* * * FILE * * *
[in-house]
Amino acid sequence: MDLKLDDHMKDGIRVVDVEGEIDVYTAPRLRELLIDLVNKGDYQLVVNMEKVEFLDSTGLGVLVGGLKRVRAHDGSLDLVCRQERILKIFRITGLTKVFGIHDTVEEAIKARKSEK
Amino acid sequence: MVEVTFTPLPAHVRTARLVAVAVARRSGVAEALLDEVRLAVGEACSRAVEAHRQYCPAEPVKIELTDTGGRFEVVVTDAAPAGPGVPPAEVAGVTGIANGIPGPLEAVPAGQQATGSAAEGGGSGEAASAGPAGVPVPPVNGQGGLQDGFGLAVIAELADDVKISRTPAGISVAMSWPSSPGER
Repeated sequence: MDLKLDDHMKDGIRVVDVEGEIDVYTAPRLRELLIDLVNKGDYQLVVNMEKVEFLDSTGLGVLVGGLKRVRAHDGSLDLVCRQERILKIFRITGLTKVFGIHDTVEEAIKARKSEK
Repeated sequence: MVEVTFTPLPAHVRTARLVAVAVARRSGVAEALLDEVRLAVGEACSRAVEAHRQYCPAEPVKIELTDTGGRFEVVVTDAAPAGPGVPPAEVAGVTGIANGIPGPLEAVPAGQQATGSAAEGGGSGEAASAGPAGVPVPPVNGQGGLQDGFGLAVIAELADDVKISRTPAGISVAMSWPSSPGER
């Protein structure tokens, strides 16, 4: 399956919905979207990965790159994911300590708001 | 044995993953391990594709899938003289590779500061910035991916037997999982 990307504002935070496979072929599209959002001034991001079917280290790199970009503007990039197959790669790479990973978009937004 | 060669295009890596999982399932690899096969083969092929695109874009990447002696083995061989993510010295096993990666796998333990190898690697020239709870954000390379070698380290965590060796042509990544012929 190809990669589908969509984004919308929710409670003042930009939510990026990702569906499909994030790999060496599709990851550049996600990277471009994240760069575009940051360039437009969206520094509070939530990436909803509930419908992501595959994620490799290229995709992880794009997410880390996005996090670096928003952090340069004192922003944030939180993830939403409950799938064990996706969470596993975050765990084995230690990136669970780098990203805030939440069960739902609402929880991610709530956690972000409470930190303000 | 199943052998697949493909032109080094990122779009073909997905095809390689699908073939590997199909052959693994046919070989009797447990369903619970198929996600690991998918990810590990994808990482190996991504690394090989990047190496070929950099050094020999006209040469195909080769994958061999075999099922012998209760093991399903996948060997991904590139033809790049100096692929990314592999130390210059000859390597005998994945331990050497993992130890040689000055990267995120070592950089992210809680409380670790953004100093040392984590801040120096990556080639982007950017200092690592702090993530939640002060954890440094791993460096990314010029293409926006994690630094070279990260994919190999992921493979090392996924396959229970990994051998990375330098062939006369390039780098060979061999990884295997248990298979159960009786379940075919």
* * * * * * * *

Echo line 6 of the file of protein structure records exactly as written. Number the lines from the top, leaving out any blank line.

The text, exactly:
């Protein structure tokens, strides 16, 4: 399956919905979207990965790159994911300590708001 | 044995993953391990594709899938003289590779500061910035991916037997999982 990307504002935070496979072929599209959002001034991001079917280290790199970009503007990039197959790669790479990973978009937004 | 060669295009890596999982399932690899096969083969092929695109874009990447002696083995061989993510010295096993990666796998333990190898690697020239709870954000390379070698380290965590060796042509990544012929 190809990669589908969509984004919308929710409670003042930009939510990026990702569906499909994030790999060496599709990851550049996600990277471009994240760069575009940051360039437009969206520094509070939530990436909803509930419908992501595959994620490799290229995709992880794009997410880390996005996090670096928003952090340069004192922003944030939180993830939403409950799938064990996706969470596993975050765990084995230690990136669970780098990203805030939440069960739902609402929880991610709530956690972000409470930190303000 | 199943052998697949493909032109080094990122779009073909997905095809390689699908073939590997199909052959693994046919070989009797447990369903619970198929996600690991998918990810590990994808990482190996991504690394090989990047190496070929950099050094020999006209040469195909080769994958061999075999099922012998209760093991399903996948060997991904590139033809790049100096692929990314592999130390210059000859390597005998994945331990050497993992130890040689000055990267995120070592950089992210809680409380670790953004100093040392984590801040120096990556080639982007950017200092690592702090993530939640002060954890440094791993460096990314010029293409926006994690630094070279990260994919190999992921493979090392996924396959229970990994051998990375330098062939006369390039780098060979061999990884295997248990298979159960009786379940075919």